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How do hurricanes form?

How do hurricanes form?
Hurricane Fran

Hurricane Fran. Image made from GOES satellite data.

Hurricanes are the most awesome, violent storms on Earth. People call these storms by other names, such as typhoons or cyclones, depending on where they occur. The scientific term for all these storms is tropical cyclone. Only tropical cyclones that form over the Atlantic Ocean or eastern Pacific Ocean are called "hurricanes."

Whatever they are called, tropical cyclones all form the same way.

World map showing area where cyclones occur.

Tropical cyclones are like giant engines that use warm, moist air as fuel. That is why they form only over warm ocean waters near the equator. The warm, moist air over the ocean rises upward from near the surface. Because this air moves up and away from the surface, there is less air left near the surface. Another way to say the same thing is that the warm air rises, causing an area of lower air pressure below.

Cumulonimbus cloud

A cumulonimbus cloud. A tropical cyclone has so many of these, they form huge, circular bands.

Air from surrounding areas with higher air pressure pushes in to the low pressure area. Then that "new" air becomes warm and moist and rises, too. As the warm air continues to rise, the surrounding air swirls in to take its place. As the warmed, moist air rises and cools off, the water in the air forms clouds. The whole system of clouds and wind spins and grows, fed by the ocean's heat and water evaporating from the surface.

Storms that form north of the equator spin counterclockwise. Storms south of the equator spin clockwise. This difference is because of Earth's rotation on its axis.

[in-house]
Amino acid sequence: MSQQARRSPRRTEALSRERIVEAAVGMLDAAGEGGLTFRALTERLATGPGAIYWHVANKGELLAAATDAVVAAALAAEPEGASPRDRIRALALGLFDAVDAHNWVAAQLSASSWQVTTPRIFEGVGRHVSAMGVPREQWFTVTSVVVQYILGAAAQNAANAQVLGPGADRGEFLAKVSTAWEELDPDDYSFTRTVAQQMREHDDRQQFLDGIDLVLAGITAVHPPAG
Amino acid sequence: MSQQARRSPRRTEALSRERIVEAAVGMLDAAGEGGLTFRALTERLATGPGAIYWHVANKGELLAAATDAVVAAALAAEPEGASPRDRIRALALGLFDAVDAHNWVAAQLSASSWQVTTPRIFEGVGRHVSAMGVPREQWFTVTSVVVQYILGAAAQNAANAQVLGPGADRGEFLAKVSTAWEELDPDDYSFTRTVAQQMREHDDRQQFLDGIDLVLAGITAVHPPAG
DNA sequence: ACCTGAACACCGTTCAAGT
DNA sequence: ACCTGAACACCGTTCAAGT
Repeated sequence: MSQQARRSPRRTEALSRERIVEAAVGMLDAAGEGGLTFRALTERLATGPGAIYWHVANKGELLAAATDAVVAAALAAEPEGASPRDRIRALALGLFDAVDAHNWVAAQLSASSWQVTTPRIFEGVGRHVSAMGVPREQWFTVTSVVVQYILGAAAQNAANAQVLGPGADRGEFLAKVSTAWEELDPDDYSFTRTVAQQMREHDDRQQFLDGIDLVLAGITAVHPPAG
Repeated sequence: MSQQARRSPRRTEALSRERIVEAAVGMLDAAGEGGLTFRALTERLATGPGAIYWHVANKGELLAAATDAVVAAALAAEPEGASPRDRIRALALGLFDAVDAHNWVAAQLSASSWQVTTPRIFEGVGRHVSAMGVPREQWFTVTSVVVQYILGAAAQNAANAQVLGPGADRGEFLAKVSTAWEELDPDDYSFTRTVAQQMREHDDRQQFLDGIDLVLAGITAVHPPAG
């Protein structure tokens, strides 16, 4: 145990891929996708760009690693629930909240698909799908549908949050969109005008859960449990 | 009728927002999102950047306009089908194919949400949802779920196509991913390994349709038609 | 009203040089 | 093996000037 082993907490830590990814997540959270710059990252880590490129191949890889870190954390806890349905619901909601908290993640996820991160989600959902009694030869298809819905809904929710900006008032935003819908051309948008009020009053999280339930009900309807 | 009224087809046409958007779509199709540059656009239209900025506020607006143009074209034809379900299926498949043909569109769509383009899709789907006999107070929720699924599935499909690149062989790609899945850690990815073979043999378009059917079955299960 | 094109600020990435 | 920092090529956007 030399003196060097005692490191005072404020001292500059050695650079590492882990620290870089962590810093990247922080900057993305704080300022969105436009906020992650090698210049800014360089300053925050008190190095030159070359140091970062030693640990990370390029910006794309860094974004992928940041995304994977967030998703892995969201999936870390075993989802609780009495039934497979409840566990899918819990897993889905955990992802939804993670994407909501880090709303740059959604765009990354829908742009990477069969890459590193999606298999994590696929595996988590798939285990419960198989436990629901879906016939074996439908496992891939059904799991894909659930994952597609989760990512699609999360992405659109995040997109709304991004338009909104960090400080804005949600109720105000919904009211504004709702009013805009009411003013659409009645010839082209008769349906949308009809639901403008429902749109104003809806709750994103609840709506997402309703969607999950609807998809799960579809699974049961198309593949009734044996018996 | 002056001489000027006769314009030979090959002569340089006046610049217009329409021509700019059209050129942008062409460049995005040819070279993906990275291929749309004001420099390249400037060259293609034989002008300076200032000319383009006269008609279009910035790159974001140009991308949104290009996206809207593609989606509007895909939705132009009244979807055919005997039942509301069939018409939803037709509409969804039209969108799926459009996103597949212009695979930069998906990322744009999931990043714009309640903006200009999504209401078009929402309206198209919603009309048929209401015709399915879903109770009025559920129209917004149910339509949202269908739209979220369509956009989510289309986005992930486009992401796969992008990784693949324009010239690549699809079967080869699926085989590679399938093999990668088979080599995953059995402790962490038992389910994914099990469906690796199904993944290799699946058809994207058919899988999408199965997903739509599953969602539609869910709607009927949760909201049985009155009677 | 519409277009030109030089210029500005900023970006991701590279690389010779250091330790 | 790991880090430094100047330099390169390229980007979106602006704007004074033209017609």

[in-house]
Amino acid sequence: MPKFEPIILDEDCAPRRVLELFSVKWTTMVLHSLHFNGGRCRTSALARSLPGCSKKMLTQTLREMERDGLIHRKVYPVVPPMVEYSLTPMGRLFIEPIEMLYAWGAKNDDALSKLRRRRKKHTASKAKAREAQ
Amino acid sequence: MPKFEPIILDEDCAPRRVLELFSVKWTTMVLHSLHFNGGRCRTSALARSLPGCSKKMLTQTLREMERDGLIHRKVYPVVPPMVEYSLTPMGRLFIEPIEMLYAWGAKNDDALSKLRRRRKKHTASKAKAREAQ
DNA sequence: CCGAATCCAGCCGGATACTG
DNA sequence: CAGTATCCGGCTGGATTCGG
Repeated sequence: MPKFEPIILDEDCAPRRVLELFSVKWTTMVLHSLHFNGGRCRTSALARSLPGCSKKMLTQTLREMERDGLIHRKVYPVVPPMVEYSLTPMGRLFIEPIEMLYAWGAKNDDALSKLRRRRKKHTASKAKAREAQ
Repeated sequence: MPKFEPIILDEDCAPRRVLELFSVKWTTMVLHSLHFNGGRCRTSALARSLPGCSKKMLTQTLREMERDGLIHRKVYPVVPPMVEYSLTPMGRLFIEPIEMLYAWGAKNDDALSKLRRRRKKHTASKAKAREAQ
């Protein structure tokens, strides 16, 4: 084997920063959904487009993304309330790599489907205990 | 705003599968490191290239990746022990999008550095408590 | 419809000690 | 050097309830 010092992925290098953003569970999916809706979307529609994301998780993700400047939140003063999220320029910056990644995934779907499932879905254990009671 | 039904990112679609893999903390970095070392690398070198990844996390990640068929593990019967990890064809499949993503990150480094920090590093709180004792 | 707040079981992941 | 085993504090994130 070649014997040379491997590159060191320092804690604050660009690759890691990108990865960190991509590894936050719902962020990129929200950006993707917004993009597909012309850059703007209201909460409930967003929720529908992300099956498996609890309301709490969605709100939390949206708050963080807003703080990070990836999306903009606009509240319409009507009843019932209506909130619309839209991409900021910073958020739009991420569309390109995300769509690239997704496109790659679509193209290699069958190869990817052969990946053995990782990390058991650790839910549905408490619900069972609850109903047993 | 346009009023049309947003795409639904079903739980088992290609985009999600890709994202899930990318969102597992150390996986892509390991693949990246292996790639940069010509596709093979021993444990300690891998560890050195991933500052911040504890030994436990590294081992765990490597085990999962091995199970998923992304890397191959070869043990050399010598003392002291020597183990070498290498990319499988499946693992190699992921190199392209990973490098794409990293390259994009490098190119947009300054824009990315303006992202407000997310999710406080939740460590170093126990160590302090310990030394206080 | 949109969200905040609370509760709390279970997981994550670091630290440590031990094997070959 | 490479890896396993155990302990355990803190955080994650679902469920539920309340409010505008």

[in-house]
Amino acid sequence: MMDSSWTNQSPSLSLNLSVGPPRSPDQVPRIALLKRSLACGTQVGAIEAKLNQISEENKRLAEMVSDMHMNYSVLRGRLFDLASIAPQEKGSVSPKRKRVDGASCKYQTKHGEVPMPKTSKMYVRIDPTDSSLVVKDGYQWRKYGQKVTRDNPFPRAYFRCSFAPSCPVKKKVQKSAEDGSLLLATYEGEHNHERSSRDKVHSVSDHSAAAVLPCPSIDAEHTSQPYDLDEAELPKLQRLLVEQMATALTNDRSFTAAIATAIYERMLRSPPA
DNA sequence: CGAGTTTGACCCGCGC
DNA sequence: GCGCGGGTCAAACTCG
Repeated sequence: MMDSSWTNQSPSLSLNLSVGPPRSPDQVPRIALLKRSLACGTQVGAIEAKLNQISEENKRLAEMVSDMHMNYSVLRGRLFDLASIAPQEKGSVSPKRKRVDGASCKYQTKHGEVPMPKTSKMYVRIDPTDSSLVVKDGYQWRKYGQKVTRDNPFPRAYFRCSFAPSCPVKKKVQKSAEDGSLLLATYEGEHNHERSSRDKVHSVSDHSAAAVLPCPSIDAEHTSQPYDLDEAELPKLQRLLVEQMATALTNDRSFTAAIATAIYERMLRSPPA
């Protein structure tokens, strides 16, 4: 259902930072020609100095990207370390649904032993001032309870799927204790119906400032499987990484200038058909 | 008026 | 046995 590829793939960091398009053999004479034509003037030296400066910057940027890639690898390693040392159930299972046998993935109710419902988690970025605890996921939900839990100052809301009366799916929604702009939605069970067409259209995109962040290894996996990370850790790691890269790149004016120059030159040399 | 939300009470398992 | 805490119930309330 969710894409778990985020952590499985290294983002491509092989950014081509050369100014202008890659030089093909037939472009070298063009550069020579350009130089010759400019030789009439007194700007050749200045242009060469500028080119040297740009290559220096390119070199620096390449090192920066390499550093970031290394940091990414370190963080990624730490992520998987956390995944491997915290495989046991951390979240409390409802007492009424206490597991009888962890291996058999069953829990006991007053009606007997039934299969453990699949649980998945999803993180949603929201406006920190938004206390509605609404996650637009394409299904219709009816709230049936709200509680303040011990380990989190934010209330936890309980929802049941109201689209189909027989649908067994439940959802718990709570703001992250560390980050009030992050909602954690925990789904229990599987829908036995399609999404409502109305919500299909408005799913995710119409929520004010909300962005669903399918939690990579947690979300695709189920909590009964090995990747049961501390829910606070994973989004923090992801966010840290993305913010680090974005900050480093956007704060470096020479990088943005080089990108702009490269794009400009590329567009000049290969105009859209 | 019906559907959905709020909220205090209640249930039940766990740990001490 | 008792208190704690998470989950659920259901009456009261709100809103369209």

As the storm system rotates faster and faster, an eye forms in the center. It is very calm and clear in the eye, with very low air pressure. Higher pressure air from above flows down into the eye.

Tropical cyclone cross-section

If you could slice into a tropical cyclone, it would look something like this. The small red arrows show warm, moist air rising from the ocean's surface, and forming clouds in bands around the eye. The blue arrows show how cool, dry air sinks in the eye and between the bands of clouds. The large red arrows show the rotation of the rising bands of clouds.

When the winds in the rotating storm reach 39 mph, the storm is called a "tropical storm." And when the wind speeds reach 74 mph, the storm is officially a "tropical cyclone," or hurricane.

Tropical cyclones usually weaken when they hit land, because they are no longer being "fed" by the energy from the warm ocean waters. However, they often move far inland, dumping many inches of rain and causing lots of wind damage before they die out completely.

Tropical cyclone categories:

Category Wind Speed (mph) Damage at Landfall Storm Surge (feet)
1 74-95 Minimal 4-5
2 96-110 Moderate 6-8
3 111-130 Extensive 9-12
4 131-155 Extreme 13-18
5 Over 155 Catastrophic 19+

The two GOES satellites keep their eyes on hurricanes from far above Earth's surface—22,300 miles above, to be exact! (Learn more about this kind of orbit.)

These satellites, built by NASA and operated by the National Oceanic and Atmospheric Administration (NOAA), save lives by helping weather forecasters predict and warn people where and when these severe storms will hit land.

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